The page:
9. What would the master expect from the OOW on arriving at the bridge?
• The master expects the OOW reports to him about the ship’s position, course and speed, details of any abnormal circumstance if any.
10. Who should be in attendance when a pilot is on the ladder?
• The officer on watch should be in attendance when a pilot is on the ladder.
11. When should you instruct a lookout to assist you on the bridge?
• When visibility is restricted or traffic is dense I should instruct a lookout to assist me on the bridge.
12. What effect will the general alarm have on all the crew?
• When hearing the general alarm, all crew must go to their muster stations.
13. Why is record keeping a necessary part of watch-keeping?
• Record-keeping includes entries made in deck log, bell book, GMDSS log etc, When there is an accident, the entries in the record are among the most valuable evidences a master can show to support and verify actions taken.
14. Apart from those for navigation safety, what else should you do on the anchor watch?
• The OOW should check anchor position frequently, pay attention to vessel’s surrounding and weather condition, in case of dragging, inform the master and engine room and carry out emergency measures.
15. How would you conveniently check the compass error in pilotage water?
• I will use the compass bearing of fixed conspicuous Landmarks to check the compass error in pilotage water.
16. If a sailing ship is overtaking a power-driven vessel, who has the right of way?
• According ding to COLREG , in this circumstance, the power-driven vessel is the stand on vessel.
17. A power-driven vessel is on a collision course with a fishing trawler, who has the right of way?
• The fishing trawler has the right of way.
18. How many meters are there in a nautical mile?
• There are 1852 meters in a nautical mile.
19. If you travel from Panama to New York, will your latitude increase or decrease?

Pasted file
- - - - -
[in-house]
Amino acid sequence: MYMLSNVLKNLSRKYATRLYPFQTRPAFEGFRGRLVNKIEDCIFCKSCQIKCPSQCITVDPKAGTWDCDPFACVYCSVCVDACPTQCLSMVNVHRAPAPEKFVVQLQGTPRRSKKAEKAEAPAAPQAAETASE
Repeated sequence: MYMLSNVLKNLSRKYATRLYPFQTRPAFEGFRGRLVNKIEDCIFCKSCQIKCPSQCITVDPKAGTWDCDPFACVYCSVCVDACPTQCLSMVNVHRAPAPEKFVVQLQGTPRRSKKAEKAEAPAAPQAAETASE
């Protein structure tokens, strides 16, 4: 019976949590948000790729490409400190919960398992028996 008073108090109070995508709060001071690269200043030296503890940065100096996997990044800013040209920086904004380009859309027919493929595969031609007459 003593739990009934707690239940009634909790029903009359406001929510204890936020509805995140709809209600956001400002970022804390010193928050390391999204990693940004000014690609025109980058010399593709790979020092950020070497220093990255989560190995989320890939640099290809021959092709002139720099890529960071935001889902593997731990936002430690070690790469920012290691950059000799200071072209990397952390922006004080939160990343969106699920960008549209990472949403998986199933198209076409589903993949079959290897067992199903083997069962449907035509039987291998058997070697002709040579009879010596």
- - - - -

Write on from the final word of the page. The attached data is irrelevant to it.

• The latitude will increase.
20. How many “position lines” are needed to make a position?
• At least two position lines are needed to fix a position
21. Can you define the very important term “under way”?
• According to the COLREG , the word “under way” means that a vessel is not at anchor , or made fast to the shore, or aground.
22. You observe a ship, during daytime , exhibiting three balls on the same halyard. What has happened?
• It is indicate vessel constrained by her draught.
23. What does the abbreviation IALA stand for?
• The abbreviation IALA stand forInternational Association of Lighthouse Authorities
24. Is it safe to pass north of a North mark?
• Yes, it is safe to pass north of a North mark.
25. Is it safe to pass north of a South mark?
• No, it is not safe to pass north of a North mark.
26. Does “variation” change due to ship’s position?
• Yes, it changes with the change of ship’s positions.
27. Does “deviation” change due to ship’s position?
• Yes, it changes with the change of ship’s positions.
28. When correcting charts why must you use symbols and abbreviation from charts 5011?
• For admiralty series charts , using Symbols and Abbreviations from charts 5011 to correct Admiralty Paper Charts the admiralty way and to ensure uniformity of updates.
29. You have purchased a new chart. Is it right ready for use?
• Yes, if you buy the chart from admiralty chart distributor or agent listed on the catalog.
30. What publication do you need to correct charts properly?
• Admiralty notice to mariners weekly edition.
31. What course in degrees corresponds to south-east?
• It corresponds to Course 135°
32. What is the angle between magnetic and true meridian called?
• It is called variation
33. Where can you always find information about the magnetic variation?
• We can find information about the magnetic variation on nautical chart.
34. When a ship picks up speed, will draught increase or decrease?
• Draught will always be decreased, when the ship sails in sallow water, but it will depend on many factors when the ship sails in deep water.
35. A ship ahead of you has hoisted the signal flag “O”, what has happened?
• The signal flag indicates “man overboard”